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Characteristics, Risk Factors And Outcome Of Early-Onset Delirium In Elderly Patients With First Ever Acute Ischemic Stroke - A Prospective Observational Cohort Study

Authors Kotfis K, Bott-Olejnik M, Szylińska A, Listewnik M, Rotter I

Received 18 August 2019

Accepted for publication 20 September 2019

Published 21 October 2019 Volume 2019:14 Pages 1771—1782

DOI https://doi.org/10.2147/CIA.S227755

Checked for plagiarism Yes

Review by Single-blind

Peer reviewer comments 2

Editor who approved publication: Dr Richard Walker


Katarzyna Kotfis,1 Marta Bott-Olejnik,2 Aleksandra Szylińska,3 Mariusz Listewnik,4 Iwona Rotter3

1Department of Anesthesiology, Intensive Therapy and Acute Intoxications, Pomeranian Medical University, Szczecin 70-204, Poland; 2Neurology Department of a Regional Specialist Hospital in Gryfice, Gryfice 72-300, Poland; 3Department of Medical Rehabilitation and Clinical Physiotherapy, Pomeranian Medical University, Szczecin 70-204, Poland; 4Department of Cardiac Surgery, Pomeranian Medical University, Szczecin 70-204, Poland

Correspondence: Katarzyna Kotfis
Department of Anesthesiology, Intensive Therapy and Acute Intoxications, Pomeranian Medical University, Szczecin, al, Powstańców Wielkopolskich 72, Szczecin 70-111, Poland
Tel/fax +48 91 466 1144
Email katarzyna.kotfis@pum.edu.pl

Introduction: Post-stroke delirium is a common clinical problem, occurring in 10% to 48% of patients. It has been associated with longer hospitalization times, increased mortality and worse functional outcome. In early phase of stroke, it may be regarded as particularly difficult to differentiate from other neurological symptoms. For practical purposes, there is a need to identify simple pre-operative laboratory parameters that may aid delirium diagnosis early after stroke. Our aim was to identify the incidence of early-onset (first 24 hrs) post-stroke delirium, its risk factors and outcomes (complications and mortality) in patients with first-ever acute ischemic stroke (AIS).
Material and methods: A retrospective analysis of a prospective observational study (NCT03944694) was performed. Patients were screened for delirium using CAM-ICU method. Clinical and laboratory data were collected, including baseline inflammatory parameters.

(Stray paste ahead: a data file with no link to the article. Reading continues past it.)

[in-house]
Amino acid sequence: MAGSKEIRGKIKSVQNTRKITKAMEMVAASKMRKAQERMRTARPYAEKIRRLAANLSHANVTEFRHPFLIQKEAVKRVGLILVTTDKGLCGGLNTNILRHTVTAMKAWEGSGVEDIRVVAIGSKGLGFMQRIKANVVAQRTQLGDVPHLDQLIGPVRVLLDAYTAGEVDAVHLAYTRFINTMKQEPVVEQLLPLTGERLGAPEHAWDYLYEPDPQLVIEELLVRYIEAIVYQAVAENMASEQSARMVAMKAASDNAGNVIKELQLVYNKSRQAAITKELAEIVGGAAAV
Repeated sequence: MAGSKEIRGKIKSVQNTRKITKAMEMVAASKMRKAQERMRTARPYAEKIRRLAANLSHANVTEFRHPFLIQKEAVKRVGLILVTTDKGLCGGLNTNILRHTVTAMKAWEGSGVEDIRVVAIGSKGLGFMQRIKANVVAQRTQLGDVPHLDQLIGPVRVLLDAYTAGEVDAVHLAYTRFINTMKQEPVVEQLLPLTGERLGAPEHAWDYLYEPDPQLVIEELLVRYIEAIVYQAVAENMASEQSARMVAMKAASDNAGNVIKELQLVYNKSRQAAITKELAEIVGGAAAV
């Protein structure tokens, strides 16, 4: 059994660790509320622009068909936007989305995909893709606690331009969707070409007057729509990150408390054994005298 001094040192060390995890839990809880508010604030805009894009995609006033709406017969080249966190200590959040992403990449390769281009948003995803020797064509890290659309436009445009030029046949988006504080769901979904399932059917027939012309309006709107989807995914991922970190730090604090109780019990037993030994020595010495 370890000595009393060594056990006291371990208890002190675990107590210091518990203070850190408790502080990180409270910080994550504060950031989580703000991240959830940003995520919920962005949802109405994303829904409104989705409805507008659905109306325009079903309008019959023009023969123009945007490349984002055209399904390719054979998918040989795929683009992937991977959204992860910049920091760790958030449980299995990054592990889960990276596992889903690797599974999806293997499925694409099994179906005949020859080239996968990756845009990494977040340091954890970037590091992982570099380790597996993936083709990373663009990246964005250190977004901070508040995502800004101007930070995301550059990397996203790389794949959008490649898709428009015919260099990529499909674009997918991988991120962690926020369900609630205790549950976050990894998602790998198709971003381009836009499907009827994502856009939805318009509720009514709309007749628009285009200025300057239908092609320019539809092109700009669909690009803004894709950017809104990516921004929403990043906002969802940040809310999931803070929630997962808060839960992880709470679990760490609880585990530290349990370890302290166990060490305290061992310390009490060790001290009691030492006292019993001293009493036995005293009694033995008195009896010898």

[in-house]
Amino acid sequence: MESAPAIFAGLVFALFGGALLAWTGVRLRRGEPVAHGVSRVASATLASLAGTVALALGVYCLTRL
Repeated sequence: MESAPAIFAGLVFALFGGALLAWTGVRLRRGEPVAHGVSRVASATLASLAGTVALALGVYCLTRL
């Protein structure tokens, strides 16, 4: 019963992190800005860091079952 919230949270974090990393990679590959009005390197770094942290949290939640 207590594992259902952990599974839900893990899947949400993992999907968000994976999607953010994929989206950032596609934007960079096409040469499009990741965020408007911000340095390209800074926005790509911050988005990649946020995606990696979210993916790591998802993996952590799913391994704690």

Results: Final analysis included 760 patients, 121 (15.9%) developed delirium. Patients with delirium were older (75.9±13.5 years, p<0.001). Most common complications in the delirium group were pulmonary (57.8% vs 21.4%, p<0.001), cardiac (38.8% vs 13.6%, p<0.001) and renal (13.2% vs 7.5%, p=0.038). Neutrophil-to-lymphocyte ratio (NLR) (6.71±9.65 vs 4.55±5.51, p<0.001), C-reactive protein level (32.59±65.94 vs 15.70±38.56, p<0.001) and troponin T level (72.59±180.15 vs 26.85±77.62, p<0.001) were higher in delirious patients and platelet-to white blood cell count ratio (PWR) (23.42±9.51 vs 27.13±10.58, p<0.001) was lower. Multivariable logistic regression showed that atrial fibrillation (OR 1.651, p=0.049), higher Rankin score on admission (OR 1.689, p<0.001), hemianopia (OR 2.422, p=0.003) and PWR <20.22 (OR 2.197, p=0.002) were independently associated with delirium. Kaplan–Meier curves indicated that mortality increased for patients with delirium at 3 months (p<0.001) and 1 year (p<0.001) after AIS.
Conclusion: Atrial fibrillation, higher Rankin score, hemianopia and lower PWR were independently associated with early onset delirium in patients with first ever AIS. This confirms that deprivation of senses and early generalized inflammatory response are critical for delirium development.

Keywords: delirium, first-ever stroke, PWR, CRP, NIHSS, CAM-ICU, acute brain dysfunction


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